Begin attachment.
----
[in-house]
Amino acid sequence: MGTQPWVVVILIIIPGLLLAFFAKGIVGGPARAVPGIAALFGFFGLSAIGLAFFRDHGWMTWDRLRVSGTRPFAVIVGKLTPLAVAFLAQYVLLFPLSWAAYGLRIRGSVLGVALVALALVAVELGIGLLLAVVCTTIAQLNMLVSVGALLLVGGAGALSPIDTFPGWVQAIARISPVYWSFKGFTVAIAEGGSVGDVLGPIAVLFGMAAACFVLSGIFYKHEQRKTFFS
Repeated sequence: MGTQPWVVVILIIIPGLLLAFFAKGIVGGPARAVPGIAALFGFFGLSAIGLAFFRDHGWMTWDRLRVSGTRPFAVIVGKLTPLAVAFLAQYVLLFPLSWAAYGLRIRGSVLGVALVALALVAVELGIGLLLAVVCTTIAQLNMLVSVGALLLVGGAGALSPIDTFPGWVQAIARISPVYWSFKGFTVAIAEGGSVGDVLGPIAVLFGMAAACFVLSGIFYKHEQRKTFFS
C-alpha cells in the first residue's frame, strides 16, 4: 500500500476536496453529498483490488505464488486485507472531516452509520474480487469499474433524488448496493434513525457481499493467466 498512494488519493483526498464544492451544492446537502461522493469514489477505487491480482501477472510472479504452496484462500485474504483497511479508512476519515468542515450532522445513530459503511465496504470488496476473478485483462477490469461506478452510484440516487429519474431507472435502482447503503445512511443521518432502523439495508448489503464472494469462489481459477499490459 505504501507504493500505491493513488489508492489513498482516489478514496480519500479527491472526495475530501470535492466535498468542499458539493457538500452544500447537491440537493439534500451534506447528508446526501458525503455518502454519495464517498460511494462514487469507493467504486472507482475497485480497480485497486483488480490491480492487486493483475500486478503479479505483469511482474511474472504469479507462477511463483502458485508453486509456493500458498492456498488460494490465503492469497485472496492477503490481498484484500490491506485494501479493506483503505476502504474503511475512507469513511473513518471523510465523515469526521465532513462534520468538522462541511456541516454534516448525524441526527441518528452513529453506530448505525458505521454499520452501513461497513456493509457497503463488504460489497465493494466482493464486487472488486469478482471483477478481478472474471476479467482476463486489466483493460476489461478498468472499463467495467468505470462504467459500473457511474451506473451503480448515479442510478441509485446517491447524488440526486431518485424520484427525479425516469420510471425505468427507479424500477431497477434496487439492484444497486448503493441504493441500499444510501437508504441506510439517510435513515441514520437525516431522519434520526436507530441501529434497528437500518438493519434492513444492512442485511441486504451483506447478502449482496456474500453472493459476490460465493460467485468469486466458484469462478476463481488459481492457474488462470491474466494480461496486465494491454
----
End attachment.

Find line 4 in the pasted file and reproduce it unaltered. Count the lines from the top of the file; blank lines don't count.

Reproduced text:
C-alpha cells in the first residue's frame, strides 16, 4: 500500500476536496453529498483490488505464488486485507472531516452509520474480487469499474433524488448496493434513525457481499493467466 498512494488519493483526498464544492451544492446537502461522493469514489477505487491480482501477472510472479504452496484462500485474504483497511479508512476519515468542515450532522445513530459503511465496504470488496476473478485483462477490469461506478452510484440516487429519474431507472435502482447503503445512511443521518432502523439495508448489503464472494469462489481459477499490459 505504501507504493500505491493513488489508492489513498482516489478514496480519500479527491472526495475530501470535492466535498468542499458539493457538500452544500447537491440537493439534500451534506447528508446526501458525503455518502454519495464517498460511494462514487469507493467504486472507482475497485480497480485497486483488480490491480492487486493483475500486478503479479505483469511482474511474472504469479507462477511463483502458485508453486509456493500458498492456498488460494490465503492469497485472496492477503490481498484484500490491506485494501479493506483503505476502504474503511475512507469513511473513518471523510465523515469526521465532513462534520468538522462541511456541516454534516448525524441526527441518528452513529453506530448505525458505521454499520452501513461497513456493509457497503463488504460489497465493494466482493464486487472488486469478482471483477478481478472474471476479467482476463486489466483493460476489461478498468472499463467495467468505470462504467459500473457511474451506473451503480448515479442510478441509485446517491447524488440526486431518485424520484427525479425516469420510471425505468427507479424500477431497477434496487439492484444497486448503493441504493441500499444510501437508504441506510439517510435513515441514520437525516431522519434520526436507530441501529434497528437500518438493519434492513444492512442485511441486504451483506447478502449482496456474500453472493459476490460465493460467485468469486466458484469462478476463481488459481492457474488462470491474466494480461496486465494491454